Elucid gets the show to himself on “Roaches Don’t Fly”, where his tips to slavery and violence never cease to create dark imagery that resonates in the soul; “My new name, colonizers can’t pronounce / Bounce per ounce, what counts? / Kill your landlord, no doubt.” Connection to the forbidden pork results in some of woods’ most distinct bars on “Chicharrones”, which also features the immutable Quelle Chris who delivers one of the album’s most potent rhymes; “We let BLM be the new FUBU / We ain’t bros / Wake up like that, hollerin’ at HBCUs.” And while that’s not an attack on the movement, it does lob criticism at those who wear the shirts and make the noise just for their own attention.
Earl Sweatshirt makes two appearances on the record, only one in front of the mic, on “Falling Out The Sky”, where he nearly steals the show. Topping his assist on last year’s Shrines, Earl’s bars here are some of his rawest words; “My father body swollen behind my eyes / I ain’t cry for him in time to return solo / We on the ride forward, the reverse not workin’ / Sometimes it collide, the black sky full of supernovas,” a reference to his time between I Don’t Like Shit, I Don’t Go Outside and Some Rap Songs. Earl’s not alone in his despair, but the beauty of Haram is the way it tugs at heart strings one moment and boils your blood the next. Both woods and Elucid have been churning out at a high quality rate for several years, and bringing along of host of incredible voices like Earl and Quelle has helped them reach higher than ever before.
In a striking departure though, Haram features two tracks that are unlike anything else in the group’s history. On “God’s Feet” we’re treated to woods and Elucid not rapping, but legitimately singing, slowing it all down for a moment. The credits show Earl Sweatshirt assisting The Alchemist here, and its similarities to Some Rap Songs are subtle but present, while Elucid’s rap verse tosses in a Nick Cave reference to finish off one of the group’s strangely intriguing moments. They take it to a whole new level on album closer “Stonefruit”, where Elucid sings the chorus in a 70s funk style waltz. It’s a jarring conclusion made even more unique by woods’ verse on casual sex that ends in morbid but humorous fashion; “She finished on top and howled in the crook of my neck / She dragged the bones home and built a bed / She drank rose out of the skull, but held it gentle as my living head.”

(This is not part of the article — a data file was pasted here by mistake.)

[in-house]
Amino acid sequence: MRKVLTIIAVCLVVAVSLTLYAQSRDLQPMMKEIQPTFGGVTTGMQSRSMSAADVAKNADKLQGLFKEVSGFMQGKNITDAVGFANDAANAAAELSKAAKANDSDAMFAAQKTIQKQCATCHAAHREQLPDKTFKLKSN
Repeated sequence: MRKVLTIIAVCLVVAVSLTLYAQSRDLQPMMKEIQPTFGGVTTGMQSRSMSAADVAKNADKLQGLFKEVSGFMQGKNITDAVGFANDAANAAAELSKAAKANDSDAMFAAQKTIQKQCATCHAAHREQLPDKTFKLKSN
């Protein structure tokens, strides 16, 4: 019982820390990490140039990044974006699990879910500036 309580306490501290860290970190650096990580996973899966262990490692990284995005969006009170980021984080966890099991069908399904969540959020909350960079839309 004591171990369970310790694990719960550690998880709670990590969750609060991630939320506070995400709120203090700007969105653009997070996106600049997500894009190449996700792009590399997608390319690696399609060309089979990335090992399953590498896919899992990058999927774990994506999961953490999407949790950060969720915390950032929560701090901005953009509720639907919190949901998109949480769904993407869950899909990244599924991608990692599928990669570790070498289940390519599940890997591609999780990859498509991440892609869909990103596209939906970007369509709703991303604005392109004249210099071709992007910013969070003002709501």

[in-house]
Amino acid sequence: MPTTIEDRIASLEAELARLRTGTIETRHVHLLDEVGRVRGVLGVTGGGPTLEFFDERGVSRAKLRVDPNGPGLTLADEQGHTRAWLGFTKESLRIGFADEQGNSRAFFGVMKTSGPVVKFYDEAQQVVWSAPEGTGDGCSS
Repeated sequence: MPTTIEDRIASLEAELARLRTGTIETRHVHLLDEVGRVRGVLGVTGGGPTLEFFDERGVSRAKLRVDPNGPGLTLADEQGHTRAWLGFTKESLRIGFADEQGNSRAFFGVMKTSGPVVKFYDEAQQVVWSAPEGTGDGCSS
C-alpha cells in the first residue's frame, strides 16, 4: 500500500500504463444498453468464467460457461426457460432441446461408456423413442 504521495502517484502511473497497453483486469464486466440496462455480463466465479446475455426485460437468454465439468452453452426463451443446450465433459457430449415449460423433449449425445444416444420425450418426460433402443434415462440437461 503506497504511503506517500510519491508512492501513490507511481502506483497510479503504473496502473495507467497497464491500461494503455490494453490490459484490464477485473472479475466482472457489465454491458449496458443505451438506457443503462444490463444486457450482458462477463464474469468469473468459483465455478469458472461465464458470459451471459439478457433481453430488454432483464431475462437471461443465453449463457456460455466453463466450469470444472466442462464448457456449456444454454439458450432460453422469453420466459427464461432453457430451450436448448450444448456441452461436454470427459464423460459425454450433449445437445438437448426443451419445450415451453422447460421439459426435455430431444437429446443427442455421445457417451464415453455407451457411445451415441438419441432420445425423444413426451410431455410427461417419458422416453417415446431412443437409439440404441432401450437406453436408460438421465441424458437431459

Haram is a tremendous success, largely due to the powerful lyrics by its antiheroes. It is built to make you uncomfortable, from its harsh cover art to its incendiary lyrics. woods’ intent with this project is made clear on “Indian Summer”, where he raps “I swore vengeance in the seventh grade / Not on one man, the whole human race / I’m almost done, God be praised.” Whatever the past did to woods isn’t the point here, the goal here is to keep us informed and maybe make a difference, no matter how difficult it might be. This is what Armand Hammer have always strived for, but Haram feels like the truest representation what they set out to do at the start of their journey as a duo. As a result, it finds them asking the questions everyone is avoiding.